Saturday, August 19, 2017

Day 32 - It Was a Nautical Day

We departed early for our one hour ride on the local bus up to Greenwich.  It was so much fun driving through the neighborhoods watching folks getting ready for their Saturday.  Small shops were just opening and local markets were putting fresh fruits and veggies out on the street.

 We arrived at the Royal Observatory and enjoyed this view of Greenwich and London in the far distance.  We were about 15 miles north of central London on the banks of the Thames River.  The observatory dates back to the 1700's and is the location of the Prime Meridian longitude.  This is where the mystery of establishing longitudes and clocks to measaure time while at sea where developed.  The site if full of really cool stuff for folks who enjoy time mysteries and navigation.

 This is the original "official time" for the world and the clock still runs within a minute fraction of error.  Note the standards of measurement below.

 We toured the facility and enjoyed reading all of the placards.

 Looks like this might have been where Nelix got the idea for his outfit.

 The Octagon Room was the first official astro-observatory in the world and there were replicas of the original telescopes to play with and study.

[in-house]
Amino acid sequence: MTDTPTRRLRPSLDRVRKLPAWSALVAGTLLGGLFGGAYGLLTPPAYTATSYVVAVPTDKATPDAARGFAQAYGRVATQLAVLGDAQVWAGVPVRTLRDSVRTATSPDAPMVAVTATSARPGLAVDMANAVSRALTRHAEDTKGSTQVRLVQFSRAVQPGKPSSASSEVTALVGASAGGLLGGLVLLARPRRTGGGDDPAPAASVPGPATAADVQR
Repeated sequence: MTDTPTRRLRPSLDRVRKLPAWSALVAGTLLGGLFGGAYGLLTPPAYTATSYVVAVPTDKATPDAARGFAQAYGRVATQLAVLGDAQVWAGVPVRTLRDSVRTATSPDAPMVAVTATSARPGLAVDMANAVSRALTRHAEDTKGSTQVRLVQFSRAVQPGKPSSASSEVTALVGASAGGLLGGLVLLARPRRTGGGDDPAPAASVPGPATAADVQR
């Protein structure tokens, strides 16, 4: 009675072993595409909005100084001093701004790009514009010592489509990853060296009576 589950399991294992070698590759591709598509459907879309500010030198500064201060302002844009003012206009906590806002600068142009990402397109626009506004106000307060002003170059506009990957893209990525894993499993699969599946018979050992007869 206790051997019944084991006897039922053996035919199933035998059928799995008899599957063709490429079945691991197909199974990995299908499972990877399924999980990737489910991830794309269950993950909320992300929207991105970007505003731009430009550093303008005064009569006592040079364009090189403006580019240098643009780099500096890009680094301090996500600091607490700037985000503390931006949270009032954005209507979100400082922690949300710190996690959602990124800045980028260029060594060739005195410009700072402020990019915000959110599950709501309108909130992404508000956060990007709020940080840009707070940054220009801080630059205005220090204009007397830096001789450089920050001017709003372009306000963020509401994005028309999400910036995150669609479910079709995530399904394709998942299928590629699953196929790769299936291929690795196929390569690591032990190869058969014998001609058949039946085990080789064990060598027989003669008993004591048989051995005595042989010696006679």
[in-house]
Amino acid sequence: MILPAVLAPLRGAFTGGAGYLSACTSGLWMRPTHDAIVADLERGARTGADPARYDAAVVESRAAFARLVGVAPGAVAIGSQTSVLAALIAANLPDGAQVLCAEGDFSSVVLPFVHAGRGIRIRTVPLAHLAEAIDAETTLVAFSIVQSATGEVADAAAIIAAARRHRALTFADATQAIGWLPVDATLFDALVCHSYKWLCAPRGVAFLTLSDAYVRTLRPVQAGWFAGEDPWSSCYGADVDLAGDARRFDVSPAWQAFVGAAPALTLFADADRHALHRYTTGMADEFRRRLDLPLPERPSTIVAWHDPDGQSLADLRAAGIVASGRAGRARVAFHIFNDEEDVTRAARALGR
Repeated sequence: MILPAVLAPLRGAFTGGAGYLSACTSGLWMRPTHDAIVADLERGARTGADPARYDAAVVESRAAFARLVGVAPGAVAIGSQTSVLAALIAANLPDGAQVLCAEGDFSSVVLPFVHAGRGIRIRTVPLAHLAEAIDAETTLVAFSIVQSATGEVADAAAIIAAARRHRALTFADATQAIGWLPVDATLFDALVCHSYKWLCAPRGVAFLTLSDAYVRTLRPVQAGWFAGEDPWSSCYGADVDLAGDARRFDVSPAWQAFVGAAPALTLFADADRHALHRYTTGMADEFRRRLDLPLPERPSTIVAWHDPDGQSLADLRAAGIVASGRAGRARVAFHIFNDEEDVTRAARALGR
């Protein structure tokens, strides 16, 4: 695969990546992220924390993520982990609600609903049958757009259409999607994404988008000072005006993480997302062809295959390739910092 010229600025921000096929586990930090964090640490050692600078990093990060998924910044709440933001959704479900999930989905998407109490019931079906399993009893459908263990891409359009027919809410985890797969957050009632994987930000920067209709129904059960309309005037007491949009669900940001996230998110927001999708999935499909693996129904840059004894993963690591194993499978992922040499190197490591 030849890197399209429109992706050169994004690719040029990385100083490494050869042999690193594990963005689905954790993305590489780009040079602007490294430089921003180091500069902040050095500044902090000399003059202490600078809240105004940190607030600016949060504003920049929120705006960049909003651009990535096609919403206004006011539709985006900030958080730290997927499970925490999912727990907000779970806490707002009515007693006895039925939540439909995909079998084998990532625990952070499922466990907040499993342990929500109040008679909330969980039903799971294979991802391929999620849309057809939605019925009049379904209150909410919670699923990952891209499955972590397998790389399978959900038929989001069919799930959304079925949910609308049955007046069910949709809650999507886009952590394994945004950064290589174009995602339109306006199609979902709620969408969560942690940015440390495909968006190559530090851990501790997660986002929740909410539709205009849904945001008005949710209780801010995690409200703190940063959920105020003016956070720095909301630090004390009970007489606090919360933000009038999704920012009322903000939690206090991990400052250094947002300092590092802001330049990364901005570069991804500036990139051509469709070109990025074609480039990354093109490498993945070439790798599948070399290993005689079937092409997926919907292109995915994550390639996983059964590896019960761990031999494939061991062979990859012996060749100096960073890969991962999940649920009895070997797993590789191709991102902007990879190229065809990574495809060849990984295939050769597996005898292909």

This is the clock that made history.  It was the first pendulum clock able to work properly on a moving ship and established the standards for longitude, making navigation safer and easier.

 To allow anyone in the harbor to know the exact time, a red ball was mounted on a tower above the observatory and would drop at exactly 1:00 PM daily.  Navigators would then synch there clocks before heading out to sea.

 Stunning view of Central London.
 The first major telescopes in the "new" observatory built around 1790.

 The Prime Meridian.

 From the Royal Observatory we hiked down the hill to the Maritime Museum where we spent the better part of two hours roaming the museum, having our picnic lunch on the patio and simply enjoying the bright sunny day.

 This asian style barge was actually a river limo for Charles the IV in 1745.

 A grand collection of figureheads.

 The first fully operational steam paddle.
 Lots of exhibits on the East India Company and historic trade routes.

 Opioid abuse warning way back then as well.

 Come cool uniforms of the day.
 The great lawn in front of the Queen's House showing the observatory high on the hill.

 We ned toured the Queen's House which is now an art gallery.  Built for the Queen in 1745 it was never occupied by her or the current king...or any thereafter.  What a shame.  Lovely home with some pretty impressive celings.  The art collection was fine.

 Delft Pottery.

 Look who we found hanging on the wall.  John Walsh with a Leopard Cap no less.

 From the Queen's House we walked down to the harbor where we toured the REAL Cutty Sark.  So cool to be on this historic ship.  Check pout the shots I got from under the hull.

 This is a shot of the old naval hospital.  It was not open to the public but was a magnificent building to walk around.  We ended our day with some grocery shopping and a nice bus ride back to our apartment.  Mexican for dinner tonight.  Ole!

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